Paul Krugman Exposes Trump's Fraudulent Financial Populism
Paul Krugman thinks the people who persist in calling Donald Trump a "populist" are seriously confused about the meaning of the word. Unless, somehow populist suddenly means allowing the financial industry to stick it to the little guy, and other longheld Republican desires to deregulate banks, have suddenly come to mean populist in the up-is-down Trumpoverse.
No, Trump and his Republican allies in Congress are doing all they can to restore a predatory banking system, as Krugman summarizes in Monday's column.
Last week Mr. Trump released a memorandum calling on the Department of Labor to reconsider its new “fiduciary rule,” which requires financial advisers to act in their clients’ best interests — as opposed to, say, steering them into investments on which the advisers get big commissions. He also issued an executive order designed to weaken the Dodd-Frank financial reform, enacted in 2010 in the aftermath of the financial crisis.
Both moves are very much in line with the priorities of congressional Republicans and, of course, the financial industry. For both groups really, really hate financial regulation, especially when it helps protect families against sharp practice.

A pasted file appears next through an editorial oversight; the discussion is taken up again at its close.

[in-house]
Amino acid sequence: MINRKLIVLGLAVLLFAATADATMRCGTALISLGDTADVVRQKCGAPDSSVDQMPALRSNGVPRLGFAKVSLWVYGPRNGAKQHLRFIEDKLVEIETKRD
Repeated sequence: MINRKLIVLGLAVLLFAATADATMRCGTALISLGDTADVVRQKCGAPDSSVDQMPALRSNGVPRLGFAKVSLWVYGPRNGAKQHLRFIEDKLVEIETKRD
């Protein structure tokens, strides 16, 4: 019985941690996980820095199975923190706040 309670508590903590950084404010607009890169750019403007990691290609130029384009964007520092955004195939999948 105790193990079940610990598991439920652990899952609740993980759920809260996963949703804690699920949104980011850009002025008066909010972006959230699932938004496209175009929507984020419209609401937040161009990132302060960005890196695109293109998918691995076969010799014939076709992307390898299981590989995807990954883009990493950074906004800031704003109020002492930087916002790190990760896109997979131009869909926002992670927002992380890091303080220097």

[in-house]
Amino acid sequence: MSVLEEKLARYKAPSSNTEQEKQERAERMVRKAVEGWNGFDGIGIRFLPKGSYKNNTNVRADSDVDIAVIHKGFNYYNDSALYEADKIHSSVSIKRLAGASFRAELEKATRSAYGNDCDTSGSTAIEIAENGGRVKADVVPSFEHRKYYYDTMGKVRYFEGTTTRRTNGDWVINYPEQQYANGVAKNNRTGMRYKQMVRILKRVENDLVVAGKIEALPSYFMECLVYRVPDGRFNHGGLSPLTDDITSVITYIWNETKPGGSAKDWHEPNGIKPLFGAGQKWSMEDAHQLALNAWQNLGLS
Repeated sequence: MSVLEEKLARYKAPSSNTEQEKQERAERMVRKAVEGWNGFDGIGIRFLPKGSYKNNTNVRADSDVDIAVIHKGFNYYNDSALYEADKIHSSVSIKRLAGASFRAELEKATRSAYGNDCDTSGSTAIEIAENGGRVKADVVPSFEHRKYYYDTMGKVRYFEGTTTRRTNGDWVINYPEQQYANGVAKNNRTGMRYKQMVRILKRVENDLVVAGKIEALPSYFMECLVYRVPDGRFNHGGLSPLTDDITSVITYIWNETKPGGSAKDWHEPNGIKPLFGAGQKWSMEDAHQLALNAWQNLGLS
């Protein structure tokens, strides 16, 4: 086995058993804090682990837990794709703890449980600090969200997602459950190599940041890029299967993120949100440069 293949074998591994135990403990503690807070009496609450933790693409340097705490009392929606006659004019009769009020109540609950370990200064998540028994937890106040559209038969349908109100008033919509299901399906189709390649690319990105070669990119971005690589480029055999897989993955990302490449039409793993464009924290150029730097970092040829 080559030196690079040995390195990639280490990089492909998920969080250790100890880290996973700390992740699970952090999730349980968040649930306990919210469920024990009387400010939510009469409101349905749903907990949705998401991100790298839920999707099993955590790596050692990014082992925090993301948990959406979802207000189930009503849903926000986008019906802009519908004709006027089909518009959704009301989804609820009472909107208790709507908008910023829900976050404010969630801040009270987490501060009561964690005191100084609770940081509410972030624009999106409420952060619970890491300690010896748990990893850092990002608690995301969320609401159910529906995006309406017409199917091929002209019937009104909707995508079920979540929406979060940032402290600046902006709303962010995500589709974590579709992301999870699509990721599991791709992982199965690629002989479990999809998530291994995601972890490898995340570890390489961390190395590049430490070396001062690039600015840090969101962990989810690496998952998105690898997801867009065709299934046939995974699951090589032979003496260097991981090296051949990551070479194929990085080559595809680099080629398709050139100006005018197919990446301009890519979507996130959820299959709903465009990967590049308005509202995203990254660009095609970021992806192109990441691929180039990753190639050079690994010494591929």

Why, after all, was the fiduciary rule created? The main issue here is retirement savings — the 401(k)’s and other plans that are Americans’ main source of retirement income over and above Social Security. To invest these funds, people have turned to financial professionals — but most probably weren’t aware that these professionals were under no legal obligation to give advice that maximized clients’ returns rather than their own incomes.
If that sounds like populism, we definitely have a bridge to sell you.
Since GOP-ers in Congress probably don't have enough votes to overturn Dodd-Frank, they may have to settle for crippling enforcement of it, which they can fairly easily do by "undermining the Consumer Financial Protection Bureau, whose goal is to protect ordinary families from financial scams," Krugman points out. The recent Wells Fargo scandal was only revealed because of this entity.
What gives then? Why are consumer protections in the so-called president's sights? His oh-so populist Goldman Sachs appointee to his National Economic Council, Gary Cohn, made the analogy that the fiduciary rule is like “'putting only healthy food on the menu' and denying people the right to eat unhealthy food if they want it," Krugman writes. And we do know that Trump likes fast food. Krugman thinks the analogy is inapt, however. To him, it is more like "preventing restaurants from claiming that their 1400-calorie portions are health food."
As for Trump's desire to undo financial reform, the reason given is that some of his friends with "nice businesses" have not been able to get loans. Are they "nice businesses" like Trump's that repeatedly default on their loans? A little research reveals that dissatisfaction with loan availability is at a historic low.
Krugman is having trouble coming up for a rationale for the moves, even a twisted one. What he does know is that Trump is helping to "make financial predation great again!"